Opinion Former Article

Adam Smith principles must lie at heart of new Scottish Council Tax System

In the run-up to the Scottish parliamentary elections due to be held in 2016, The Chartered Institute of Taxation (CIOT) is calling on Scotland’s political parties to prioritise the four tax principles of Adam Smith: equality, certainty, convenience and economy, in their design of a new council tax system.

The call comes in the wake of a report1 published by the Commission on Local Tax Reform which has called for an end to the current system, to be replaced with one which is fairer, more progressive and legally empowering.

Moira Kelly, Chair of the CIOT’s Scottish Taxes Sub-Committee, said:

“This report emphasises the need for Scottish politicians to undertake a fundamental re-think of the council tax system in Scotland. The report rightly criticises the cumbersome nature of a single tax instrument approach to local taxation. In particular, it draws attention to the difficulty in simultaneously achieving greater equity for taxpayers, increasing autonomy for Local Government and meeting both of those goals in a way that is efficient and immediately implementable.

“Specific recommendations include:

  • A recurrent tax on domestic property
  • Further impact analysis on land value tax
  • Local government tax base should include income

“We are pleased that a significant number of these recommendations were suggested by the CIOT and Low Incomes Tax Reform Group, amongst others.

“Adam’s Smith principles hold true to this day and as the Scottish Government seeks to better marry equity with efficiency, greater autonomy at a local level must be grounded by a system which honours both of these principles in equal measure. The nature of increased local tax autonomy also highlights the need for a collection/administration system that does not incur a fiscal cost which would become self-defeating.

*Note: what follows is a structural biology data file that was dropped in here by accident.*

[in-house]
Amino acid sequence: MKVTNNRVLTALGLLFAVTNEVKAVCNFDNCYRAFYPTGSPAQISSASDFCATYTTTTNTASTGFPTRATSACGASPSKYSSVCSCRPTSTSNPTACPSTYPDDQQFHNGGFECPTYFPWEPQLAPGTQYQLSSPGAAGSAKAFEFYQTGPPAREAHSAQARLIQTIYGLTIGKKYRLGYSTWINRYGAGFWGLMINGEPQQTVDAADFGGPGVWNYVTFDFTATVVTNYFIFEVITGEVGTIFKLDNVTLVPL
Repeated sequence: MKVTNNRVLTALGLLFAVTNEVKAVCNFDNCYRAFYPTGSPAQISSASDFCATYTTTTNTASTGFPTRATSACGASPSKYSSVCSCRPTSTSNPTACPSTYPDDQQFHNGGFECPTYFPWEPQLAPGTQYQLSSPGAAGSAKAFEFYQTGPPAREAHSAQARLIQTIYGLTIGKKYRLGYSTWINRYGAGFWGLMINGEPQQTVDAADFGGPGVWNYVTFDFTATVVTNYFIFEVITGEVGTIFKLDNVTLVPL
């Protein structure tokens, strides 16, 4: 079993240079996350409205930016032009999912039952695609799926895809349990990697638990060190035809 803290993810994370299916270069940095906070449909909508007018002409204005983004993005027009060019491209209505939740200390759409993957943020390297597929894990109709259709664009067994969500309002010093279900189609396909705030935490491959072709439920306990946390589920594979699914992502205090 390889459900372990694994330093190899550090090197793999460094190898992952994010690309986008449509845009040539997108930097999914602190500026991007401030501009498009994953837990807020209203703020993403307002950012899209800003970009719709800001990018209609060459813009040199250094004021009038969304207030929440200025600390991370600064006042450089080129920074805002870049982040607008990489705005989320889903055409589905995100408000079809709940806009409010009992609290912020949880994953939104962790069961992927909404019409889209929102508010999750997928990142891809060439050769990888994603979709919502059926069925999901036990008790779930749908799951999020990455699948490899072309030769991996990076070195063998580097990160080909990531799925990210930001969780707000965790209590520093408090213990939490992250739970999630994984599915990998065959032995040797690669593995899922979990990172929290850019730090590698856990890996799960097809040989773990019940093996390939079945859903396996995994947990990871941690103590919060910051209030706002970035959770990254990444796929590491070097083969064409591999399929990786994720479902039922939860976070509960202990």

“Finally, as we have consistently highlighted the important of public awareness around the Scottish Rate of Income Tax so too do we caution politicians and policy-makers to be especially mindful of the need to ensure that those affected by a new system are fully aware of when they will be affected and in what measure.“


Note to editors

1. The report of the Commission Local Tax Reform, Just Change: A new Approach to Local Taxation, ca be read in full here: http://localtaxcommission.scot/

2. The Chartered Institute of Taxation (CIOT)

The CIOT is the leading professional body in the United Kingdom concerned solely with taxation. The CIOT is an educational charity, promoting education and study of the administration and practice of taxation. One of our key aims is to work for a better, more efficient, tax system for all affected by it – taxpayers, their advisers and the authorities. The CIOT’s work covers all aspects of taxation, including direct and indirect taxes and duties. Through our Low Incomes Tax Reform Group (LITRG), the CIOT has a particular focus on improving the tax system, including tax credits and benefits, for the unrepresented taxpayer.

The CIOT draws on our members’ experience in private practice, commerce and industry, government and academia to improve tax administration and propose and explain how tax policy objectives can most effectively be achieved. We also link to, and draw on, similar leading professional tax bodies in other countries. The CIOT’s comments and recommendations on tax issues are made in line with our charitable objectives: we are politically neutral in our work.

The CIOT’s 17,500 members have the practising title of ‘Chartered Tax Adviser’ and the designatory letters ‘CTA’, to represent the leading tax qualification.

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